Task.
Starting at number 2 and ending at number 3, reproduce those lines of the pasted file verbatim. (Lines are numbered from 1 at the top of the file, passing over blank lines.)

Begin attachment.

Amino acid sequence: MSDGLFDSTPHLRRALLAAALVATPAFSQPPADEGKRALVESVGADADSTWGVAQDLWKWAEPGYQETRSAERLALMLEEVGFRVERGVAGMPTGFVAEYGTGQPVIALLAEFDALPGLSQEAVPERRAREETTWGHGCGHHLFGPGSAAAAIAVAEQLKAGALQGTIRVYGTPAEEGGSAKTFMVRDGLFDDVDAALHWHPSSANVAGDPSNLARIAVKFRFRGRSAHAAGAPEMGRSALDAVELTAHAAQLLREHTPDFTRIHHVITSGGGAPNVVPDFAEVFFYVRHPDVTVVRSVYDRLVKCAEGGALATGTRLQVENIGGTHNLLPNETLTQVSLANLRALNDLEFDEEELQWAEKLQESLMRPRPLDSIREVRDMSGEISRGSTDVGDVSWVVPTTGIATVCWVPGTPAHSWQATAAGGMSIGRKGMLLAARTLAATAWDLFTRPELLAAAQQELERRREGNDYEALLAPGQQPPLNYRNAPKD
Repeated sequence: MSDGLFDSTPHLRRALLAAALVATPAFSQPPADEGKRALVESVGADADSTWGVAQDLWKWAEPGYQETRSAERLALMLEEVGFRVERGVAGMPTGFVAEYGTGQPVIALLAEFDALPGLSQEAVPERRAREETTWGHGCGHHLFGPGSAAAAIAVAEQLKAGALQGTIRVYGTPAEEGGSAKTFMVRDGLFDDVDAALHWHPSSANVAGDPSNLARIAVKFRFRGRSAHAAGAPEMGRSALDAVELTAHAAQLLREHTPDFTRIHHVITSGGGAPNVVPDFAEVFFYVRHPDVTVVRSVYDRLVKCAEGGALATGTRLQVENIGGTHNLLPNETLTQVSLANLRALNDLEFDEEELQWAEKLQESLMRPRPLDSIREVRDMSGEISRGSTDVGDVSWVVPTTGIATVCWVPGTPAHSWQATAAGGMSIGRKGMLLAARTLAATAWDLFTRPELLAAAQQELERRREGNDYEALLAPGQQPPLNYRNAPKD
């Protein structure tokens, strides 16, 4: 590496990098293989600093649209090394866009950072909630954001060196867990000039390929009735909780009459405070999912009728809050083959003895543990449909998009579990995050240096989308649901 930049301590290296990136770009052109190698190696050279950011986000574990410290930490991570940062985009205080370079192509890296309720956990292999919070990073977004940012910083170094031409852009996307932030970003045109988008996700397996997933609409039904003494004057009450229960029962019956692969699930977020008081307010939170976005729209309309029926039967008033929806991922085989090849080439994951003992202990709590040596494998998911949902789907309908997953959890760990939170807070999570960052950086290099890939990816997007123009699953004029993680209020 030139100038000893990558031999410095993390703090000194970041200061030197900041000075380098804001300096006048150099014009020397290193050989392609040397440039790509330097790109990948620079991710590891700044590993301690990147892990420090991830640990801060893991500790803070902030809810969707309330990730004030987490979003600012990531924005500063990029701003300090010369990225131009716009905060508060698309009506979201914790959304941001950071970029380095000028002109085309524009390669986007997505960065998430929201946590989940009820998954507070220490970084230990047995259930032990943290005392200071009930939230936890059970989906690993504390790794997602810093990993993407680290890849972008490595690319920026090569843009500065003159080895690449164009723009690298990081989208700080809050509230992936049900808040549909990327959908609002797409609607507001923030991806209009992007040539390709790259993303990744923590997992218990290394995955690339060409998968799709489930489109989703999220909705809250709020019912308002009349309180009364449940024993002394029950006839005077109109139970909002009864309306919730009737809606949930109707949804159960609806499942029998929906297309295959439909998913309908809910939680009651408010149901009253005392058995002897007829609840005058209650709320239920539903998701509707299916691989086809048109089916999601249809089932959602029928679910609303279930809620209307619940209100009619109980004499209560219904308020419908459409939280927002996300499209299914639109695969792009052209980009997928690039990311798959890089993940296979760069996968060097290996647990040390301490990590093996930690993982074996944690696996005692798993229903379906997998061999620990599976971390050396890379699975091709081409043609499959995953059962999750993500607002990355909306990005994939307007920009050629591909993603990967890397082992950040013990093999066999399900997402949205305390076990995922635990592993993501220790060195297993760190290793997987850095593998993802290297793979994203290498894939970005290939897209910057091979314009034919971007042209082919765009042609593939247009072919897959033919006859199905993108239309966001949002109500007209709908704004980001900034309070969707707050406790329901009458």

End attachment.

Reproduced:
Repeated sequence: MSDGLFDSTPHLRRALLAAALVATPAFSQPPADEGKRALVESVGADADSTWGVAQDLWKWAEPGYQETRSAERLALMLEEVGFRVERGVAGMPTGFVAEYGTGQPVIALLAEFDALPGLSQEAVPERRAREETTWGHGCGHHLFGPGSAAAAIAVAEQLKAGALQGTIRVYGTPAEEGGSAKTFMVRDGLFDDVDAALHWHPSSANVAGDPSNLARIAVKFRFRGRSAHAAGAPEMGRSALDAVELTAHAAQLLREHTPDFTRIHHVITSGGGAPNVVPDFAEVFFYVRHPDVTVVRSVYDRLVKCAEGGALATGTRLQVENIGGTHNLLPNETLTQVSLANLRALNDLEFDEEELQWAEKLQESLMRPRPLDSIREVRDMSGEISRGSTDVGDVSWVVPTTGIATVCWVPGTPAHSWQATAAGGMSIGRKGMLLAARTLAATAWDLFTRPELLAAAQQELERRREGNDYEALLAPGQQPPLNYRNAPKD
């Protein structure tokens, strides 16, 4: 590496990098293989600093649209090394866009950072909630954001060196867990000039390929009735909780009459405070999912009728809050083959003895543990449909998009579990995050240096989308649901 930049301590290296990136770009052109190698190696050279950011986000574990410290930490991570940062985009205080370079192509890296309720956990292999919070990073977004940012910083170094031409852009996307932030970003045109988008996700397996997933609409039904003494004057009450229960029962019956692969699930977020008081307010939170976005729209309309029926039967008033929806991922085989090849080439994951003992202990709590040596494998998911949902789907309908997953959890760990939170807070999570960052950086290099890939990816997007123009699953004029993680209020 030139100038000893990558031999410095993390703090000194970041200061030197900041000075380098804001300096006048150099014009020397290193050989392609040397440039790509330097790109990948620079991710590891700044590993301690990147892990420090991830640990801060893991500790803070902030809810969707309330990730004030987490979003600012990531924005500063990029701003300090010369990225131009716009905060508060698309009506979201914790959304941001950071970029380095000028002109085309524009390669986007997505960065998430929201946590989940009820998954507070220490970084230990047995259930032990943290005392200071009930939230936890059970989906690993504390790794997602810093990993993407680290890849972008490595690319920026090569843009500065003159080895690449164009723009690298990081989208700080809050509230992936049900808040549909990327959908609002797409609607507001923030991806209009992007040539390709790259993303990744923590997992218990290394995955690339060409998968799709489930489109989703999220909705809250709020019912308002009349309180009364449940024993002394029950006839005077109109139970909002009864309306919730009737809606949930109707949804159960609806499942029998929906297309295959439909998913309908809910939680009651408010149901009253005392058995002897007829609840005058209650709320239920539903998701509707299916691989086809048109089916999601249809089932959602029928679910609303279930809620209307619940209100009619109980004499209560219904308020419908459409939280927002996300499209299914639109695969792009052209980009997928690039990311798959890089993940296979760069996968060097290996647990040390301490990590093996930690993982074996944690696996005692798993229903379906997998061999620990599976971390050396890379699975091709081409043609499959995953059962999750993500607002990355909306990005994939307007920009050629591909993603990967890397082992950040013990093999066999399900997402949205305390076990995922635990592993993501220790060195297993760190290793997987850095593998993802290297793979994203290498894939970005290939897209910057091979314009034919971007042209082919765009042609593939247009072919897959033919006859199905993108239309966001949002109500007209709908704004980001900034309070969707707050406790329901009458």